So you tested positive for HIV

Published 19, Jan, 2018
Author // Kimutai Kemboi,

Kimutai Kemboi of Kenya offers his best advice for those newly diagnosed with HIV.

So you tested positive for HIV

So you tested for HIV a few hours, days, weeks, months or years ago and you found out that you are HIV-positive. I know that was the last thing you expected, yet you must have been worried since that day you messed up somewhere or unwillingly/unknowingly got involved in a mess. Don't even burden yourself with thinking of that; it is absolutely not important.

What is important is what you do after getting the facts.

Immediately you saw two lines appearing in that testing kit, your mind went into a blackout for a while, which is normal. But after coming back to your senses, the fact still stood there in front of you: you are HIV-positive. The person who did the test explained a lot of things to you but majored on being initiated to medication, and since you were not prepared, you promised to come back at a later date. When exactly is still unclear even now. You might have convinced yourself that the results were wrong or that you are still fit and healthy (waiting for your health to deteriorate) or that taking those pills on a daily basis is tiresome.

Unfortunately the issues mentioned above are simply confusing you. The fact remains that you are HIV-positive, so what is the next move? It should be something appropriate, something that can restore your good health, make you strong and put you in a better position to fight other infections. Take responsibility for your health!

How can you become responsible for your health? It is a hard and a simple task at the same time but its difficulty depends on the way you perceive it. It has few steps but they are crucial:

  1. Accept the results. Many people try to convince themselves that they are negative even after the confirmatory tests have been run. Denial won't heal you - in fact it will worsen things!
  2. Get initiated to medication. Nowadays the policy says test and treat unlike previously, when someone was initiated to treatment based on their CD4 count. This current approach has been found to benefit health outcomes in the short and long term, so remember: the earlier the better. Don't wait for your health to get worse before starting medication. Start as soon as you test positive.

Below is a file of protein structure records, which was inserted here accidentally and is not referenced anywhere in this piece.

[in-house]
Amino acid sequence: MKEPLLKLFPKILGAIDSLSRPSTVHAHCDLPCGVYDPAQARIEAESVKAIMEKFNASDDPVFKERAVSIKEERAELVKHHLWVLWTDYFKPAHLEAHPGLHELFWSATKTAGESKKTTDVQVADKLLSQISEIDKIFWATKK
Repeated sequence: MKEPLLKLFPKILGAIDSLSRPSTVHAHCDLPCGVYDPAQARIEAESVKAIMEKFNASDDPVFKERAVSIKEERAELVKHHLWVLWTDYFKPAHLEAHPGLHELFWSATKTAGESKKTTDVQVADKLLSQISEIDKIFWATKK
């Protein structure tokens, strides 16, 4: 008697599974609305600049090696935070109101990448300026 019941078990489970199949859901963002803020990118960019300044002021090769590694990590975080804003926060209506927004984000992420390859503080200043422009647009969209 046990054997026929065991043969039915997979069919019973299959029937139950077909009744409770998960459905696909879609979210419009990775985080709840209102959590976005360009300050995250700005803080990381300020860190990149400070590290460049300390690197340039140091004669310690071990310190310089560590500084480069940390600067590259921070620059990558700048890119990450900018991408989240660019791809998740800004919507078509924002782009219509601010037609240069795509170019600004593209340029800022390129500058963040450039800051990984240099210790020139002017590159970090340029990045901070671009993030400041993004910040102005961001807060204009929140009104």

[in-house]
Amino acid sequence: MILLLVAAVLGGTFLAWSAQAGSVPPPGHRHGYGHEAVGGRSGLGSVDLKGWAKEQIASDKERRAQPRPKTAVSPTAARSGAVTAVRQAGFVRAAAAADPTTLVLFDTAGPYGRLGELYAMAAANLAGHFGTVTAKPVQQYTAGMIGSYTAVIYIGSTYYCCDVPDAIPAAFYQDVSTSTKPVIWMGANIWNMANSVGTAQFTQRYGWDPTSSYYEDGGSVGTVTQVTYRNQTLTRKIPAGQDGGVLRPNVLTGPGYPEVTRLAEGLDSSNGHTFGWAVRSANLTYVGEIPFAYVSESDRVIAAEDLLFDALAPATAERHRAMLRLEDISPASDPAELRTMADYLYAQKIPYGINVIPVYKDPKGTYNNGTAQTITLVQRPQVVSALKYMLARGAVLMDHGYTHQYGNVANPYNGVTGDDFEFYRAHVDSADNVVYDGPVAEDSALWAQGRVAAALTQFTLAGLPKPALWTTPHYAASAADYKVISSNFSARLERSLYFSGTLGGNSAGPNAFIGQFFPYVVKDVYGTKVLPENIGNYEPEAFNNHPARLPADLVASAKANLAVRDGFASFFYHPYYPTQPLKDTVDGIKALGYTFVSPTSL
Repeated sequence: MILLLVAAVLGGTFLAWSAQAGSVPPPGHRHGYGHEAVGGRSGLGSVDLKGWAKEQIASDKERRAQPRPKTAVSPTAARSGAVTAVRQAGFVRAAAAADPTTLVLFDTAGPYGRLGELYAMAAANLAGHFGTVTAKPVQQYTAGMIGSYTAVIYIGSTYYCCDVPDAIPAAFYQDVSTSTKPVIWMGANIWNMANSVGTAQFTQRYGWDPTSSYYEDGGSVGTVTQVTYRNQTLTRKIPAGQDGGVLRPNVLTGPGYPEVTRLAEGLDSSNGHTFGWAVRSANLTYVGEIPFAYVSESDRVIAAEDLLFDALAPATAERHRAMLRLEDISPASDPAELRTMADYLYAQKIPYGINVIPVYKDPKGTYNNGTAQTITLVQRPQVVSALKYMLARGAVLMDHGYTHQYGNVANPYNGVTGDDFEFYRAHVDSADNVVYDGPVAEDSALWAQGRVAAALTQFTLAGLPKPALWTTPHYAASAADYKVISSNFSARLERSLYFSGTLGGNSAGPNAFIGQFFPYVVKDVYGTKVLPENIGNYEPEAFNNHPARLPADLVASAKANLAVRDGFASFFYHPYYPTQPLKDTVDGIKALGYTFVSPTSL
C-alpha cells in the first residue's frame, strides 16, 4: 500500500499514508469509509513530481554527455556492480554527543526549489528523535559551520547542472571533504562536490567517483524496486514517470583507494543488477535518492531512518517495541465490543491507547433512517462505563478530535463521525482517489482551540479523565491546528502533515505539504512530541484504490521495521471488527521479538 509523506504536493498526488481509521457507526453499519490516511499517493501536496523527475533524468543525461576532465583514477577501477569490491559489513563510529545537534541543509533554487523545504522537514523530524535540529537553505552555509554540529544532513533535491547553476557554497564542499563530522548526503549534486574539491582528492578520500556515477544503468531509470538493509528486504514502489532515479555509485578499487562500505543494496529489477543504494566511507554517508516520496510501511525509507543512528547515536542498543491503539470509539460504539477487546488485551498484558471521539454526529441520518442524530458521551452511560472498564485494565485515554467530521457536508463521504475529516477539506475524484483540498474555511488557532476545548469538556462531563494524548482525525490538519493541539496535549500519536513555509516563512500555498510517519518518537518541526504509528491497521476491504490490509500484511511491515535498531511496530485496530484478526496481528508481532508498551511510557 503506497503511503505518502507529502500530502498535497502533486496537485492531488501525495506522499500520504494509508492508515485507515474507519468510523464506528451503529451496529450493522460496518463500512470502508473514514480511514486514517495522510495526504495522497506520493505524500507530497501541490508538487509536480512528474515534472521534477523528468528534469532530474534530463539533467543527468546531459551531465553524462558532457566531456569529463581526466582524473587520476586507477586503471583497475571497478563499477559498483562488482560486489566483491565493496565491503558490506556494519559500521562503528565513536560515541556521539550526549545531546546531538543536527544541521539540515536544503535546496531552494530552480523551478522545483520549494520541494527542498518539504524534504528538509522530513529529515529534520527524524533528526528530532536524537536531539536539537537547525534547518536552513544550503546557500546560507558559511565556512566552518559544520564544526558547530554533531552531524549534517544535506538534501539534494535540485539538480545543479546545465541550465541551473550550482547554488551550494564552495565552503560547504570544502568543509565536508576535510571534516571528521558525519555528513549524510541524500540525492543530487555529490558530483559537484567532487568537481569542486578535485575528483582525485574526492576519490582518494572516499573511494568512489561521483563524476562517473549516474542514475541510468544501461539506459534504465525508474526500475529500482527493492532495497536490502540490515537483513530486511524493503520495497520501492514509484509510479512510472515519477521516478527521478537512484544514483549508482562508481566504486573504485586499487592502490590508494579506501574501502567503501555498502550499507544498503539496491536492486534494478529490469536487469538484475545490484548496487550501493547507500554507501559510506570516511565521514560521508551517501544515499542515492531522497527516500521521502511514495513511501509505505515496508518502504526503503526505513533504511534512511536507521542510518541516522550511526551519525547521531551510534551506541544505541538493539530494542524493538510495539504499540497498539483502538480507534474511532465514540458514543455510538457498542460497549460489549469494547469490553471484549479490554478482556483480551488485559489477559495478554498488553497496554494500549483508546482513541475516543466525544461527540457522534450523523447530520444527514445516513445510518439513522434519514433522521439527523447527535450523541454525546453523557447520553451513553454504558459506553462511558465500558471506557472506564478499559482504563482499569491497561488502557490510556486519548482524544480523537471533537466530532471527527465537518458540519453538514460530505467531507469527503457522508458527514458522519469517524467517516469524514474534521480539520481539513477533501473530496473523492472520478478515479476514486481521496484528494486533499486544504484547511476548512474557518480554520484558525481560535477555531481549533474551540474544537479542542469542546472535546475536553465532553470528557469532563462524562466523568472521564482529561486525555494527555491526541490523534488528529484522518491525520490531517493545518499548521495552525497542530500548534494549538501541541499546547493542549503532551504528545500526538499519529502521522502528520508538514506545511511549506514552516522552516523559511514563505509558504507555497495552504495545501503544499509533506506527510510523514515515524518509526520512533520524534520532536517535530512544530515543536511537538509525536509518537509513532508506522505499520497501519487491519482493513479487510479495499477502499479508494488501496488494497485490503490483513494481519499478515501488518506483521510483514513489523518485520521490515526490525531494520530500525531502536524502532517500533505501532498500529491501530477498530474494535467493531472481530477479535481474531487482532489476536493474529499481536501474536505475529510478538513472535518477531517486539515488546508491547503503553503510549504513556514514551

3. Eat a balanced diet. “A balanced diet” does not mean you take the most expensive foods. It is all about the content. Ensure your diet has all the important nutrients.
  4. Body fitness. Ensure that you always do some exercises to make yourself physically fit.
  5. Positive lifestyle. Live a life free from all sorts of negativity such as stress/depression. Also avoid activities that are at verge of getting you reinfected such as having unprotected sex.

Something to note is that the treatment does not cure HIV but reduces its intensity. Proper adherence to medication will successfully suppress the viral load to UNDETECTABLE and this is something we should smile about since it means we cannot pass on HIV!

Once undetectable, you are indisputably a CHAMPION and pose no threat to people around you. This is expressed in its simplest form as UNDETECTABLE=UNTRANSMITTABLE (U=U).

Take your medication and have undetectable as your goal!

For more information about Undetectable = Untransmittable, visit the Prevention Access Campaign, here.


About the Author

Kimutai Kemboi,

Kimutai Kemboi,

"I am Kimutai Kemboi, turning 26 on 9th of April 2017. Currently I am pursuing an undergraduate degree in computer science at Catholic University of Eastern Africa in Nairobi, Kenya. 

"I’m HIV positive and under medication but doing well health wise since I have accepted to live positively, adhere to medication and practice a healthy lifestyle so that HIV does not overwhelm me. Besides my studies, I work as a volunteer to create HIV awareness and sensitivity in the community, both face to face and through social media platforms, especially Facebook.

"I opted to do this awareness-raising because I want to have an HIV-free society and save my generation from perishing."